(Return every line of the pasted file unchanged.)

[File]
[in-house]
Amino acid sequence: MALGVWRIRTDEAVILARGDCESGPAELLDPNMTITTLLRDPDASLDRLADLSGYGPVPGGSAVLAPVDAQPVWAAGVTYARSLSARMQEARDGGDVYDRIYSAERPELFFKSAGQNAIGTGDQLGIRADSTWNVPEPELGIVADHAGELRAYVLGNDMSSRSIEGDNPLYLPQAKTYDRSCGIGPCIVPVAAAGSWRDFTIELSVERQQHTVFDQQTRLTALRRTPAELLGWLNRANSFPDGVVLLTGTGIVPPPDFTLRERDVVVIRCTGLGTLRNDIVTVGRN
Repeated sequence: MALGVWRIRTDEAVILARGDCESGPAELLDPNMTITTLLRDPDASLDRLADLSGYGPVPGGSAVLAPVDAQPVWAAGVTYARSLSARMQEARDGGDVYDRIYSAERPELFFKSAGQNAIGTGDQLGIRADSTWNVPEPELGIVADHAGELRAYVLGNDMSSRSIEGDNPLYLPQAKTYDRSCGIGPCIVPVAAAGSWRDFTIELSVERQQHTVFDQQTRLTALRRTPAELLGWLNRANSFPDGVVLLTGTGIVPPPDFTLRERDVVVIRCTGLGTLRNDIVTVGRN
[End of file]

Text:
[in-house]
Amino acid sequence: MALGVWRIRTDEAVILARGDCESGPAELLDPNMTITTLLRDPDASLDRLADLSGYGPVPGGSAVLAPVDAQPVWAAGVTYARSLSARMQEARDGGDVYDRIYSAERPELFFKSAGQNAIGTGDQLGIRADSTWNVPEPELGIVADHAGELRAYVLGNDMSSRSIEGDNPLYLPQAKTYDRSCGIGPCIVPVAAAGSWRDFTIELSVERQQHTVFDQQTRLTALRRTPAELLGWLNRANSFPDGVVLLTGTGIVPPPDFTLRERDVVVIRCTGLGTLRNDIVTVGRN
Repeated sequence: MALGVWRIRTDEAVILARGDCESGPAELLDPNMTITTLLRDPDASLDRLADLSGYGPVPGGSAVLAPVDAQPVWAAGVTYARSLSARMQEARDGGDVYDRIYSAERPELFFKSAGQNAIGTGDQLGIRADSTWNVPEPELGIVADHAGELRAYVLGNDMSSRSIEGDNPLYLPQAKTYDRSCGIGPCIVPVAAAGSWRDFTIELSVERQQHTVFDQQTRLTALRRTPAELLGWLNRANSFPDGVVLLTGTGIVPPPDFTLRERDVVVIRCTGLGTLRNDIVTVGRN